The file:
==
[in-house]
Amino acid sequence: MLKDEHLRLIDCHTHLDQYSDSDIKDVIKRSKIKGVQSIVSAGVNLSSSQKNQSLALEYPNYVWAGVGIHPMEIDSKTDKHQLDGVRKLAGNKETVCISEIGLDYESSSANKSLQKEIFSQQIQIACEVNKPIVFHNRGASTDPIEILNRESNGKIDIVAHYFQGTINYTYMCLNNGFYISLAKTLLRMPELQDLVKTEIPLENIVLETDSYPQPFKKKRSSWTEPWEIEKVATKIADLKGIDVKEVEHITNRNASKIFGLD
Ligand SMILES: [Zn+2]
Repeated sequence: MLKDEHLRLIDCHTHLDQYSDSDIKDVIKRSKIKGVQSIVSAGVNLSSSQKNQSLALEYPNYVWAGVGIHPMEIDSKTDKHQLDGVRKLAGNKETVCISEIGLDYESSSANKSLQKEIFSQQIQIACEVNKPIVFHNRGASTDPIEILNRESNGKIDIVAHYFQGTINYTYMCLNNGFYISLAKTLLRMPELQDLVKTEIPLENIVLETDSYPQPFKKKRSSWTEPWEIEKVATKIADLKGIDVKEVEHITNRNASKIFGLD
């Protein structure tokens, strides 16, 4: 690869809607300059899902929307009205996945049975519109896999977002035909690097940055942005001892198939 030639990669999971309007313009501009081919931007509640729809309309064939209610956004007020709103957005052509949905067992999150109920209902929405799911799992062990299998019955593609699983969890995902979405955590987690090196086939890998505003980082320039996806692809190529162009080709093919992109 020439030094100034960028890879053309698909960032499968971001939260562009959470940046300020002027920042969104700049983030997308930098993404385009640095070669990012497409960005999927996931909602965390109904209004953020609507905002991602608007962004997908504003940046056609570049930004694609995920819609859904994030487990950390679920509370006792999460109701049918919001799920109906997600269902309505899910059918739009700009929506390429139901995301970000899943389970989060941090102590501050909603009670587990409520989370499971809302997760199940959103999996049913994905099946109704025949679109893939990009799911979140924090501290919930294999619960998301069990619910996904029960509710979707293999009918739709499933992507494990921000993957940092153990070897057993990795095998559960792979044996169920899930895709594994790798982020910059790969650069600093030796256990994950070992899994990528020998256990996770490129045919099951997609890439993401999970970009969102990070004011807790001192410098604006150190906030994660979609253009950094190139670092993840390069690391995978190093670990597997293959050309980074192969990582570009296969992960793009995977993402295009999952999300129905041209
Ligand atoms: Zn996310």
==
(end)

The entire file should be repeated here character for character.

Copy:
[in-house]
Amino acid sequence: MLKDEHLRLIDCHTHLDQYSDSDIKDVIKRSKIKGVQSIVSAGVNLSSSQKNQSLALEYPNYVWAGVGIHPMEIDSKTDKHQLDGVRKLAGNKETVCISEIGLDYESSSANKSLQKEIFSQQIQIACEVNKPIVFHNRGASTDPIEILNRESNGKIDIVAHYFQGTINYTYMCLNNGFYISLAKTLLRMPELQDLVKTEIPLENIVLETDSYPQPFKKKRSSWTEPWEIEKVATKIADLKGIDVKEVEHITNRNASKIFGLD
Ligand SMILES: [Zn+2]
Repeated sequence: MLKDEHLRLIDCHTHLDQYSDSDIKDVIKRSKIKGVQSIVSAGVNLSSSQKNQSLALEYPNYVWAGVGIHPMEIDSKTDKHQLDGVRKLAGNKETVCISEIGLDYESSSANKSLQKEIFSQQIQIACEVNKPIVFHNRGASTDPIEILNRESNGKIDIVAHYFQGTINYTYMCLNNGFYISLAKTLLRMPELQDLVKTEIPLENIVLETDSYPQPFKKKRSSWTEPWEIEKVATKIADLKGIDVKEVEHITNRNASKIFGLD
């Protein structure tokens, strides 16, 4: 690869809607300059899902929307009205996945049975519109896999977002035909690097940055942005001892198939 030639990669999971309007313009501009081919931007509640729809309309064939209610956004007020709103957005052509949905067992999150109920209902929405799911799992062990299998019955593609699983969890995902979405955590987690090196086939890998505003980082320039996806692809190529162009080709093919992109 020439030094100034960028890879053309698909960032499968971001939260562009959470940046300020002027920042969104700049983030997308930098993404385009640095070669990012497409960005999927996931909602965390109904209004953020609507905002991602608007962004997908504003940046056609570049930004694609995920819609859904994030487990950390679920509370006792999460109701049918919001799920109906997600269902309505899910059918739009700009929506390429139901995301970000899943389970989060941090102590501050909603009670587990409520989370499971809302997760199940959103999996049913994905099946109704025949679109893939990009799911979140924090501290919930294999619960998301069990619910996904029960509710979707293999009918739709499933992507494990921000993957940092153990070897057993990795095998559960792979044996169920899930895709594994790798982020910059790969650069600093030796256990994950070992899994990528020998256990996770490129045919099951997609890439993401999970970009969102990070004011807790001192410098604006150190906030994660979609253009950094190139670092993840390069690391995978190093670990597997293959050309980074192969990582570009296969992960793009995977993402295009999952999300129905041209
Ligand atoms: Zn996310």